This article explores the nature of the relationship between religion and money, and asserts that the two are interconnected. In exploring the difference that religion makes, Rieger examines how the monetary system can act like religion and how Christ counteracts the blind faith that seems to be a part of economics.
Despite a seemingly never-ending stream of detractors who claim that the message and the goals of the Occupy Wall Street Movement are not clear, there is nothing unclear about the observation of a fundamental tension between the one percent and ninety-nine percent. Furthermore, it is not hard to see why there is such a pervasive sense that Wall Street and other symbols of economic power need to be occupied.
Wall Street, as the location of the New York Stock Exchange, is arguably one of the most occupied places in the world. It is occupied by the unilateral logic of what is now called the one percent. This logic determines not just economic transactions; the course of politics, culture, the media, and even things traditionally considered as private such as personal relationships and religion, are also shaped by the logic of the one percent. Perhaps the major manifestation of this logic in the realm of the economy at present is the assumption that the prosperity of the one percent and government support in the form of tax cuts and bailouts will lead to the creation of jobs and economic prosperity for all. This logic is backed up by various schools of neoliberal capitalism, and evidence to the contrary or dissenting voices are ignored or systematically ridiculed.
Theology and globalization are not two separate subjects. They are organically intertwined rather than artificially connected. As we investigate Christian theology and globalization together, it will become clear that theology can no longer be understood without globalization. Equally important for our topic, however, is that globalization can ultimately not be understood without theology. In this article, different manifestations of the relation of globalization and theology will be examined, investigating both dominant positions and alternative takes. Since the evaluation of these phenomena is complex, moralizing accounts that attribute less than pristine intentions to the other side are not helpful. Instead, we will need to examine what contributions are made to true human well-being and the well-being of the world, and which models correspond best with Judeo-Christian understandings of divine power that is shared rather than hierarchical.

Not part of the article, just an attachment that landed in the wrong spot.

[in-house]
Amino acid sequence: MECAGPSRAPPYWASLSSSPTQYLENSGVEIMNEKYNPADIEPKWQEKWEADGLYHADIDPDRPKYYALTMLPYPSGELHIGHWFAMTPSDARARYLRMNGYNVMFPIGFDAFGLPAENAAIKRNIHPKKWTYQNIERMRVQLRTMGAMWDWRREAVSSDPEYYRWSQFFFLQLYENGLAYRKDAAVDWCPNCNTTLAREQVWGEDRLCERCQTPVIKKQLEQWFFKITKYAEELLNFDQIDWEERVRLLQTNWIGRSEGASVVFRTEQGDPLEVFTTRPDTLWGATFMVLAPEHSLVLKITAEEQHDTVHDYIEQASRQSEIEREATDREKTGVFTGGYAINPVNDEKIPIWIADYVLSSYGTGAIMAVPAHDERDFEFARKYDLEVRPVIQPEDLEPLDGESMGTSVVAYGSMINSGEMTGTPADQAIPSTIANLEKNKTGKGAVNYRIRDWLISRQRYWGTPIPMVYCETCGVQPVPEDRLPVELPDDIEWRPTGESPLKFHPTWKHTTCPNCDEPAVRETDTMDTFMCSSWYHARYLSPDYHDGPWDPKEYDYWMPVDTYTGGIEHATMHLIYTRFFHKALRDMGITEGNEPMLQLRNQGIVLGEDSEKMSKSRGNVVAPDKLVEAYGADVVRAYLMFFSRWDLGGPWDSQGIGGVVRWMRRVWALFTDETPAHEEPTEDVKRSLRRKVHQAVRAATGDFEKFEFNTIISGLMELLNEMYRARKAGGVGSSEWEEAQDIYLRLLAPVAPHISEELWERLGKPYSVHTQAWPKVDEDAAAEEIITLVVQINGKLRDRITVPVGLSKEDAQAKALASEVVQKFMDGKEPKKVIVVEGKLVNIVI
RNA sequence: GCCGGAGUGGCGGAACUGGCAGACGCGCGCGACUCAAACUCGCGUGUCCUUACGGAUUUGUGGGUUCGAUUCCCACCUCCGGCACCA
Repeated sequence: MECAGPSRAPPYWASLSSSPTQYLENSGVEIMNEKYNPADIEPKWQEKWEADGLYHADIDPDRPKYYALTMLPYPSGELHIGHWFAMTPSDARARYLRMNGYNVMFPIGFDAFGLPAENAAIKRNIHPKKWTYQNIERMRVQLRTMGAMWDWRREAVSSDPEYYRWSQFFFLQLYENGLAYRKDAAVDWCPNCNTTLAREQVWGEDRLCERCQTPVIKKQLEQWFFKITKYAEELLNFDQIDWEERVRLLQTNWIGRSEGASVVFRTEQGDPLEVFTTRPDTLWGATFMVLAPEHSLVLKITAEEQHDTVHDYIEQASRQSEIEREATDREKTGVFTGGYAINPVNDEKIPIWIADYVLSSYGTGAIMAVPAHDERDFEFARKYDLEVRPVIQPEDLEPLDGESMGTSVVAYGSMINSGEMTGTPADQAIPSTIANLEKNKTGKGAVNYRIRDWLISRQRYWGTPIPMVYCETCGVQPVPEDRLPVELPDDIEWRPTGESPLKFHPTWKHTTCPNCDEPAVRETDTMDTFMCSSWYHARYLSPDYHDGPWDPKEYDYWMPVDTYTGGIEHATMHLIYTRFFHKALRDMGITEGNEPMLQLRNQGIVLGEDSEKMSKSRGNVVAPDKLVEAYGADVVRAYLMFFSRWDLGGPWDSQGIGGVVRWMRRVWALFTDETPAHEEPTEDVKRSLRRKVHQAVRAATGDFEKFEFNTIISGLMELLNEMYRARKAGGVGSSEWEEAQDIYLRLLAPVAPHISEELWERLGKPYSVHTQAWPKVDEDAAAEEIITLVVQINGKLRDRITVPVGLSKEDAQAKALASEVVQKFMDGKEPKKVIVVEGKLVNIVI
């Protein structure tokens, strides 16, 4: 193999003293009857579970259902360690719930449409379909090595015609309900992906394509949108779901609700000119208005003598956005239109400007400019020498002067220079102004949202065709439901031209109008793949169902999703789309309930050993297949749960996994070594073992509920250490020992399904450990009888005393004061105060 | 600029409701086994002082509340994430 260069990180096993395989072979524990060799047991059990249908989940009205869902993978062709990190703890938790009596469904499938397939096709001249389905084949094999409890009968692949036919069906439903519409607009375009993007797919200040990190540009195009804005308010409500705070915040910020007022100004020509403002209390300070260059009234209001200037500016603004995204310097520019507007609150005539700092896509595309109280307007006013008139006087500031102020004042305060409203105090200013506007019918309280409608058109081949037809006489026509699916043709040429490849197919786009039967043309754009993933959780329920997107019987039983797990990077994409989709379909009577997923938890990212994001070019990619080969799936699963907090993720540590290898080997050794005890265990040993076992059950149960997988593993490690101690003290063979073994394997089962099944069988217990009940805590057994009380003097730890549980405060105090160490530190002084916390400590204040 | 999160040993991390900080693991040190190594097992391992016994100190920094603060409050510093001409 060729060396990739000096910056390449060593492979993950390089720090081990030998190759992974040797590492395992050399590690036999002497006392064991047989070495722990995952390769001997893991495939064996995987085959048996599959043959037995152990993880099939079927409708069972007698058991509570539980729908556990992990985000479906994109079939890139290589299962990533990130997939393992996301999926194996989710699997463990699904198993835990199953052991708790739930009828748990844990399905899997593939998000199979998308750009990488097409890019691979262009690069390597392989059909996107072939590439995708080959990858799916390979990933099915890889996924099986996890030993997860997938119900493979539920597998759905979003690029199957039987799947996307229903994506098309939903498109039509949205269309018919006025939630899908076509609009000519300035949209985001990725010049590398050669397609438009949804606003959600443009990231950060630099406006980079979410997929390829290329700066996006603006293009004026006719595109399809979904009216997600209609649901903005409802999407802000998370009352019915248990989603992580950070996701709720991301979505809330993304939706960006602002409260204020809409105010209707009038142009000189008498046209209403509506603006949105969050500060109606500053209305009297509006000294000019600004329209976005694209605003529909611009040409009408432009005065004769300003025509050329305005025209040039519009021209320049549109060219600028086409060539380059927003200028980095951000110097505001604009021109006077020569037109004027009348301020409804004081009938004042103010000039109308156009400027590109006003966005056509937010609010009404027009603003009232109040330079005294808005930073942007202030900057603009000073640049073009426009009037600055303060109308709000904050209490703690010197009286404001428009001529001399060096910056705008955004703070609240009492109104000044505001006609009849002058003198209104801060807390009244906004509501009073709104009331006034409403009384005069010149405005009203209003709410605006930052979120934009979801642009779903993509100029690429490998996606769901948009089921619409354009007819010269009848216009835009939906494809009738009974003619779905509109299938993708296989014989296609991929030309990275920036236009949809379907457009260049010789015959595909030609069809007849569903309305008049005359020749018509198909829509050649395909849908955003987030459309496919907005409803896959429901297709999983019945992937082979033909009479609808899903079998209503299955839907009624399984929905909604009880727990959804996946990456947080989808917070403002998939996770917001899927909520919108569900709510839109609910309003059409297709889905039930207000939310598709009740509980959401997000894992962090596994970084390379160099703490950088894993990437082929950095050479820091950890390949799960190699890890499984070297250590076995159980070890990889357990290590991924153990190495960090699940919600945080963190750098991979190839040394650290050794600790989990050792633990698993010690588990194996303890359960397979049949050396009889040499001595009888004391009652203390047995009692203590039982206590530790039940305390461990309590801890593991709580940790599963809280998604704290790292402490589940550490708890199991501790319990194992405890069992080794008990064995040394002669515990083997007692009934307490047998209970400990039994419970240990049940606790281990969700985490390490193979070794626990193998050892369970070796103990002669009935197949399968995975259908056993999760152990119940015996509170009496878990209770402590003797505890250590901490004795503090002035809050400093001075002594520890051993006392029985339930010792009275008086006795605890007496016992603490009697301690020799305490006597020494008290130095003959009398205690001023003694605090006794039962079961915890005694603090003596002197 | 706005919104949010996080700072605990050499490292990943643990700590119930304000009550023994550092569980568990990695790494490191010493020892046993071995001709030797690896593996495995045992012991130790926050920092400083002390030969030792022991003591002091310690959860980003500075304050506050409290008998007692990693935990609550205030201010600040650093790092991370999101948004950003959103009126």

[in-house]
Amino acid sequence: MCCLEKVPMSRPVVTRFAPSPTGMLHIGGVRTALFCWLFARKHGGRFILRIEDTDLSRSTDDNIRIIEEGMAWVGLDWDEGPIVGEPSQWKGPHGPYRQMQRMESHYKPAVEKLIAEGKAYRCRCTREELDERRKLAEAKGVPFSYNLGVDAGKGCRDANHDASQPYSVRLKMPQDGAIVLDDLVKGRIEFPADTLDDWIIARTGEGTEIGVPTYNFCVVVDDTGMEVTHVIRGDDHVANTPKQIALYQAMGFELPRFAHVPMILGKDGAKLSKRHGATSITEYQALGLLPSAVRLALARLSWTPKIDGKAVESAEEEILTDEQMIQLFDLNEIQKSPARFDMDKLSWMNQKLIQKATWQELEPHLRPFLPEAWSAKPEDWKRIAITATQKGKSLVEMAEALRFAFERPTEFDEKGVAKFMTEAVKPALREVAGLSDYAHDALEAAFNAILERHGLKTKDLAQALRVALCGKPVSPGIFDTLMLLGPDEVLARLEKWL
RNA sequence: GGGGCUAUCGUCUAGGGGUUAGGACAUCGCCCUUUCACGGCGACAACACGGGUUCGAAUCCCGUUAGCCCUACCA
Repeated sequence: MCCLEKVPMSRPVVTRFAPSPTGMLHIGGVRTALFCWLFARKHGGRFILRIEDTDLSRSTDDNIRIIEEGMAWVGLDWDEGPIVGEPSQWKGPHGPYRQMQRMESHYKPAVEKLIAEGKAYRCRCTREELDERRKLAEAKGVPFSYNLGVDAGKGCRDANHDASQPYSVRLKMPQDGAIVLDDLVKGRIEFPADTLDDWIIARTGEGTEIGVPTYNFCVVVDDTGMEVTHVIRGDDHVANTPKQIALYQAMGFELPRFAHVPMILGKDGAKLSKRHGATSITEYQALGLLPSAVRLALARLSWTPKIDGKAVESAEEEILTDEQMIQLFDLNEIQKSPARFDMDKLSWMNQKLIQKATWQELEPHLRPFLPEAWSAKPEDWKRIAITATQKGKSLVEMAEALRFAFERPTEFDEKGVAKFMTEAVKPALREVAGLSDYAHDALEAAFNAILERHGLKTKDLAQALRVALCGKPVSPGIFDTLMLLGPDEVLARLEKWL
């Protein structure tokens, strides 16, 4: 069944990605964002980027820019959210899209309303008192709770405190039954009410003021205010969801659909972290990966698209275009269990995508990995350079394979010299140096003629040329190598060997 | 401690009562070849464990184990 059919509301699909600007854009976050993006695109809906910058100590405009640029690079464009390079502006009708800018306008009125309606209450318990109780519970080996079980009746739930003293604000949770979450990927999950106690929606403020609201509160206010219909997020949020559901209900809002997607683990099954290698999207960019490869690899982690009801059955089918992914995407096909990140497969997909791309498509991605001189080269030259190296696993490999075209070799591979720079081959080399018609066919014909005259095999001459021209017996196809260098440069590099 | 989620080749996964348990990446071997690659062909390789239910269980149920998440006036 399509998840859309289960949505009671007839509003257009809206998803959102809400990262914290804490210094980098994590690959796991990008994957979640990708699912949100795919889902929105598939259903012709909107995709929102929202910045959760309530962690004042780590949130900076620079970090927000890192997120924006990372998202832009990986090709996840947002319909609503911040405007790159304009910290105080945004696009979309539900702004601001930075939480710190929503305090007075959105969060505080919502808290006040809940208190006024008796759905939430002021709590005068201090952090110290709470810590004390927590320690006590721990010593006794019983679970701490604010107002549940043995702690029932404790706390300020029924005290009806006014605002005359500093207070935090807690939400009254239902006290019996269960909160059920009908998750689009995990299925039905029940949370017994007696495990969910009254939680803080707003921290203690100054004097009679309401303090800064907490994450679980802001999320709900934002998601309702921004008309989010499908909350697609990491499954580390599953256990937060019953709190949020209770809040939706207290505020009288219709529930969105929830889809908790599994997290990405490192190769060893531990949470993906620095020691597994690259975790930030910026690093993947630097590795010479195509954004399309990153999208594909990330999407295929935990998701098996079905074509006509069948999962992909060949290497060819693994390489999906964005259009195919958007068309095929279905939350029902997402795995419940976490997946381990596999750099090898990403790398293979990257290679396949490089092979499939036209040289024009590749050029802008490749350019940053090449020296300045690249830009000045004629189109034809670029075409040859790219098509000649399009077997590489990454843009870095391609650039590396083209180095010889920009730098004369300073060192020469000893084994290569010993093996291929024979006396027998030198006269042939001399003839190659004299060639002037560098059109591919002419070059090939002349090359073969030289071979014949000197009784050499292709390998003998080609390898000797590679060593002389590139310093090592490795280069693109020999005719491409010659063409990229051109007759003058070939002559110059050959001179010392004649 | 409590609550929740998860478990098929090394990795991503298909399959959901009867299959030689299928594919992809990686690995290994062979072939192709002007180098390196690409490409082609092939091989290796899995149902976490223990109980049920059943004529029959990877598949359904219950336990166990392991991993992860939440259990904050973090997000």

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Empire seeks to control all spheres of life, according to Rieger. Wealth and power are concentrated from the top down and in the hands of a few, and solutions to any problems are expected to come from the top. This scenario denotes God’s involvement as if an older sibling beats a younger sibling and a parent steps in to stop the fight and perhaps punish the older child.
In a speaking engagement at the Chautauqua Institution, Joerg Rieger discusses the difference that Christianity makes in empire building and economics. Reiger explained the dangers behind a neo-liberal mythos of economics that touts a system benefiting the common good, using a “trickle-down” theory, wherein the success of those at the top signifies the imminent success of those at the bottom of the social and economic ladder. Although this mythos actually hides a class struggle between the haves and have-nots, the reality of theology and of economics means that all levels of society are engaged.